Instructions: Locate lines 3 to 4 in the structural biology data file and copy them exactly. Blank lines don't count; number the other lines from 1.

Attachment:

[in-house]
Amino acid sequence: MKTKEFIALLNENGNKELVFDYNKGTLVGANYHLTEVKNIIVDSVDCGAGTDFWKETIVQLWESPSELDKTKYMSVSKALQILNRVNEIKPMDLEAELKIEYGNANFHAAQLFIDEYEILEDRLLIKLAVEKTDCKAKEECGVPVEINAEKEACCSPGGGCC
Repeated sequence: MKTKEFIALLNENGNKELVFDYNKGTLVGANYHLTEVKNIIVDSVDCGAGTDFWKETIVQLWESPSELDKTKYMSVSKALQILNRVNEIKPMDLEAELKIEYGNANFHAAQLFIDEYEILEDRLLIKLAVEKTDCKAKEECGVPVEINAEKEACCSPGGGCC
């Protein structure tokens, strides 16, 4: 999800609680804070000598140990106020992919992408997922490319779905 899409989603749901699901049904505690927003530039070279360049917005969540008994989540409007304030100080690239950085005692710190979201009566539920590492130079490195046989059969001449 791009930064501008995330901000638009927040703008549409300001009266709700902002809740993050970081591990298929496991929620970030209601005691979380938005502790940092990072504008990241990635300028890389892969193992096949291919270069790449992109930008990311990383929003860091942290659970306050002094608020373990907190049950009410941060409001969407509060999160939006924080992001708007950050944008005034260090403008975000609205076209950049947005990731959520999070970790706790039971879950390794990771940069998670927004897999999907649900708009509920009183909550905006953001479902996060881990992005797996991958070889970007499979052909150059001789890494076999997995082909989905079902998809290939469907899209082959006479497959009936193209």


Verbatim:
Repeated sequence: MKTKEFIALLNENGNKELVFDYNKGTLVGANYHLTEVKNIIVDSVDCGAGTDFWKETIVQLWESPSELDKTKYMSVSKALQILNRVNEIKPMDLEAELKIEYGNANFHAAQLFIDEYEILEDRLLIKLAVEKTDCKAKEECGVPVEINAEKEACCSPGGGCC
């Protein structure tokens, strides 16, 4: 999800609680804070000598140990106020992919992408997922490319779905 899409989603749901699901049904505690927003530039070279360049917005969540008994989540409007304030100080690239950085005692710190979201009566539920590492130079490195046989059969001449 791009930064501008995330901000638009927040703008549409300001009266709700902002809740993050970081591990298929496991929620970030209601005691979380938005502790940092990072504008990241990635300028890389892969193992096949291919270069790449992109930008990311990383929003860091942290659970306050002094608020373990907190049950009410941060409001969407509060999160939006924080992001708007950050944008005034260090403008975000609205076209950049947005990731959520999070970790706790039971879950390794990771940069998670927004897999999907649900708009509920009183909550905006953001479902996060881990992005797996991958070889970007499979052909150059001789890494076999997995082909989905079902998809290939469907899209082959006479497959009936193209």